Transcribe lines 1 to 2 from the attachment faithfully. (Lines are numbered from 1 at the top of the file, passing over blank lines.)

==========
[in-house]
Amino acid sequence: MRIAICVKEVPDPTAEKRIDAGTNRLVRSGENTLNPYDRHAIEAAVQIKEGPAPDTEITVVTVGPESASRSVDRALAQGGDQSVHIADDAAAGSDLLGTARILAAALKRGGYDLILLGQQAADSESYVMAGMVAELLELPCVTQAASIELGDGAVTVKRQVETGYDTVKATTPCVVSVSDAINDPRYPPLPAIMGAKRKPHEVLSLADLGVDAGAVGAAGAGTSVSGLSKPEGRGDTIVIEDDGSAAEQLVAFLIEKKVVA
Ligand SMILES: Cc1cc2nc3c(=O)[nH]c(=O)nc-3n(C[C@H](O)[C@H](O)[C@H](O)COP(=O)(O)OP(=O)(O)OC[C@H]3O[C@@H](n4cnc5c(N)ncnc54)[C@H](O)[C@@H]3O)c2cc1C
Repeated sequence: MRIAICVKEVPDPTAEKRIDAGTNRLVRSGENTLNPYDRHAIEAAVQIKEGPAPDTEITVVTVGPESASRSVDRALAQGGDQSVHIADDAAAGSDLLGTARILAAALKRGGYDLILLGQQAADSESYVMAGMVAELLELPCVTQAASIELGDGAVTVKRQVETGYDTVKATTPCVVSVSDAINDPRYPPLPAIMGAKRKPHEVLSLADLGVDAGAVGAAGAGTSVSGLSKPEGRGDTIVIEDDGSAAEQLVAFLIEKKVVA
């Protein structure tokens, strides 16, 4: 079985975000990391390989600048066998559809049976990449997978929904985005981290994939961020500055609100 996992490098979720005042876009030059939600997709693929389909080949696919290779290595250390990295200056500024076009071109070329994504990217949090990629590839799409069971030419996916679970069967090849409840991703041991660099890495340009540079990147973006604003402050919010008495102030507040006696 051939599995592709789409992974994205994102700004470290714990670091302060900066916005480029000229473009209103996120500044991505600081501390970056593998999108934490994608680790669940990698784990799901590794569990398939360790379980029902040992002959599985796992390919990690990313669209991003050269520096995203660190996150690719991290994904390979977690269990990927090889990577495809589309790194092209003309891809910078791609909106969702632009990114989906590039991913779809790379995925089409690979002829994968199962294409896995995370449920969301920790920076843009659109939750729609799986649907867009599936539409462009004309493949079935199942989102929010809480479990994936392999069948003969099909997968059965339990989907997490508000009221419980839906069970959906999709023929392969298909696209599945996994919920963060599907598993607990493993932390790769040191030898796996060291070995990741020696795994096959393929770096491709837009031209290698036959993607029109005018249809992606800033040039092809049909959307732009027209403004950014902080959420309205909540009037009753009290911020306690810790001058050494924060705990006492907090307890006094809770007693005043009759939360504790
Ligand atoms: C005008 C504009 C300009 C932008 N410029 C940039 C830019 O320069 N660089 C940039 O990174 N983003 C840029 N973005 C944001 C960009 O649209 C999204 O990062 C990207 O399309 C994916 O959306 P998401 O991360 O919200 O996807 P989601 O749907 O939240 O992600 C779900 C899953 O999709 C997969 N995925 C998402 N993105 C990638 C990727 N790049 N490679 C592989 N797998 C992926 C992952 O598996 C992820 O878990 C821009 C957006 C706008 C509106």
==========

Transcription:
[in-house]
Amino acid sequence: MRIAICVKEVPDPTAEKRIDAGTNRLVRSGENTLNPYDRHAIEAAVQIKEGPAPDTEITVVTVGPESASRSVDRALAQGGDQSVHIADDAAAGSDLLGTARILAAALKRGGYDLILLGQQAADSESYVMAGMVAELLELPCVTQAASIELGDGAVTVKRQVETGYDTVKATTPCVVSVSDAINDPRYPPLPAIMGAKRKPHEVLSLADLGVDAGAVGAAGAGTSVSGLSKPEGRGDTIVIEDDGSAAEQLVAFLIEKKVVA